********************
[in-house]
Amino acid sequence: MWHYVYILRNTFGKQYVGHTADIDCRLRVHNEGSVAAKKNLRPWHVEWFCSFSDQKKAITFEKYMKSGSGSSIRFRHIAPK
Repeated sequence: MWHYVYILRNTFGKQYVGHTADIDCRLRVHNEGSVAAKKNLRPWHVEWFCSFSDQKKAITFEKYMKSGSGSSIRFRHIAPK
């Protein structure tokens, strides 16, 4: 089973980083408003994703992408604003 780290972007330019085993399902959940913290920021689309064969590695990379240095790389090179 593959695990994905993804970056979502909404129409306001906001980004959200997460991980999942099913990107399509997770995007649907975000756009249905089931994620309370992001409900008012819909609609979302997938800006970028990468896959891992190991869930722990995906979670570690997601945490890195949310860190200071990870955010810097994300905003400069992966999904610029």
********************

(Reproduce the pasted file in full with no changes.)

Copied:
[in-house]
Amino acid sequence: MWHYVYILRNTFGKQYVGHTADIDCRLRVHNEGSVAAKKNLRPWHVEWFCSFSDQKKAITFEKYMKSGSGSSIRFRHIAPK
Repeated sequence: MWHYVYILRNTFGKQYVGHTADIDCRLRVHNEGSVAAKKNLRPWHVEWFCSFSDQKKAITFEKYMKSGSGSSIRFRHIAPK
């Protein structure tokens, strides 16, 4: 089973980083408003994703992408604003 780290972007330019085993399902959940913290920021689309064969590695990379240095790389090179 593959695990994905993804970056979502909404129409306001906001980004959200997460991980999942099913990107399509997770995007649907975000756009249905089931994620309370992001409900008012819909609609979302997938800006970028990468896959891992190991869930722990995906979670570690997601945490890195949310860190200071990870955010810097994300905003400069992966999904610029």